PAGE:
Telehealth‘s future in Australian primary health care: a qualitative study exploring lessons learnt from the COVID-19pandemic

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Background: During the COVID-19 pandemic, telehealth emerged as a means of safely providing primary healthcare (PHC) consultations. In Australia, changes to telehealth funding led to the reconsideration of the role of telehealth in the ongoing provision of PHC services. Aim: To investigate GPs’, registered nurses‘ (RNs), nurse practitioners‘ (NPs), and allied health (AH) clinicians perceptions of the sustainability of telehealth in PHC post-pandemic. Design & setting: Semi-structured interviews were undertaken with 33 purposively selected clinicians, including GPs (n = 13), RNs (n = 5), NPs (n = 9), and AH clinicians (n = 6) working in PHC settings across Australia. Participants were drawn from responders to a national survey of PHC providers (n = 217). Method: The thematic analysis approach reported by Braun and Clarke was used to analyse the interview data. Results: Data analysis revealed that the perception of providers was represented by the following two themes: lessons learnt; and the sustainability of telehealth. Lessons learnt included the need for rapid adaptation to telehealth, use of technology, and the pandemic being a catalyst for long-term change. The sustainability of telehealth in PHC comprised four subthemes around challenges: the funding model, maintaining patient and provider safety, hybrid service models, and access to support. Conclusion: Providers required resilience and flexibility to adapt to telehealth. Funding models must reward providers from an outcome focus, rather than placing limits on telehealth’s use. Hybrid approaches to service delivery will best meet the needs of the community but must be accompanied by support and education for PHC professionals.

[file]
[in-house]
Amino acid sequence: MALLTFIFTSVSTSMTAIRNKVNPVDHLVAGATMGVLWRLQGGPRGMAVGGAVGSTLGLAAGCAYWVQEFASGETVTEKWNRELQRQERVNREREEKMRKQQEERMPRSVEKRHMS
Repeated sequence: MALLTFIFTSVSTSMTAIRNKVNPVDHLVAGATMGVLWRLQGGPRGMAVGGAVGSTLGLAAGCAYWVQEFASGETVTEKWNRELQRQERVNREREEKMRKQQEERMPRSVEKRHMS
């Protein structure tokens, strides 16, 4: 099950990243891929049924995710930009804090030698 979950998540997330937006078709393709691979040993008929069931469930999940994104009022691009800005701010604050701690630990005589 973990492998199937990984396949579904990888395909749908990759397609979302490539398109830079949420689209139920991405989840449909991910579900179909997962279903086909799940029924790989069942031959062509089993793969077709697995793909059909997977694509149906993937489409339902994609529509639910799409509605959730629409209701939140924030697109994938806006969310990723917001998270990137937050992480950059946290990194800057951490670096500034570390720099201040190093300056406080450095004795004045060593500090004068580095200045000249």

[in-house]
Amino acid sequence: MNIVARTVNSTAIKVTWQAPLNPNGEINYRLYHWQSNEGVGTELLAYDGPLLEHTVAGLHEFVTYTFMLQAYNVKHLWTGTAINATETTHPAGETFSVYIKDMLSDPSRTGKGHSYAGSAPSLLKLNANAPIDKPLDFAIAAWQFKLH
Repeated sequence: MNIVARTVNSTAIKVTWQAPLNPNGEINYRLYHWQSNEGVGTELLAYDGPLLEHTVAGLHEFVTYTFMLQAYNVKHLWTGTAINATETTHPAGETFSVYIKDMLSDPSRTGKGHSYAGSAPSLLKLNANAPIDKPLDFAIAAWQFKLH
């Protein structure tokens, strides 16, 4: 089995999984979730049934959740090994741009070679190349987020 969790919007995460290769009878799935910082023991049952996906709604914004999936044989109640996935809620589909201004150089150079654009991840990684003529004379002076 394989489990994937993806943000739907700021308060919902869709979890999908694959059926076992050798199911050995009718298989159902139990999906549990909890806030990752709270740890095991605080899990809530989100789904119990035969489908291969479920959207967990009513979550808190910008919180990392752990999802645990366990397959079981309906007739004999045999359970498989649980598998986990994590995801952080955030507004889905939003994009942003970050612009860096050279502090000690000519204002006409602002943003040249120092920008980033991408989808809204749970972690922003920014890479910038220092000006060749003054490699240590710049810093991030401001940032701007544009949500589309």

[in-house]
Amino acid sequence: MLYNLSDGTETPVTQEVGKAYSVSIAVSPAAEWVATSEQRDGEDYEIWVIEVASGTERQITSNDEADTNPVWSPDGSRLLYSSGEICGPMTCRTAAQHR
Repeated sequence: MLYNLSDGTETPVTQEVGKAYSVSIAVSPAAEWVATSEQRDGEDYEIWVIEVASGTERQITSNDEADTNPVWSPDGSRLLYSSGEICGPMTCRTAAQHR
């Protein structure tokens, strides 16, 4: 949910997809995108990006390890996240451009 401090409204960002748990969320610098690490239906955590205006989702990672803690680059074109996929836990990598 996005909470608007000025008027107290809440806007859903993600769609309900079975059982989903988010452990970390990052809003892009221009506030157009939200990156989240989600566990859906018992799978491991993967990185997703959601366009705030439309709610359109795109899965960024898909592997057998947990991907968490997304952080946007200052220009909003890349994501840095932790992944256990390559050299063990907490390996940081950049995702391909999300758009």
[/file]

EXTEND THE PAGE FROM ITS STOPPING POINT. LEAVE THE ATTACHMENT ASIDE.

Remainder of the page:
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University of Notre Dame



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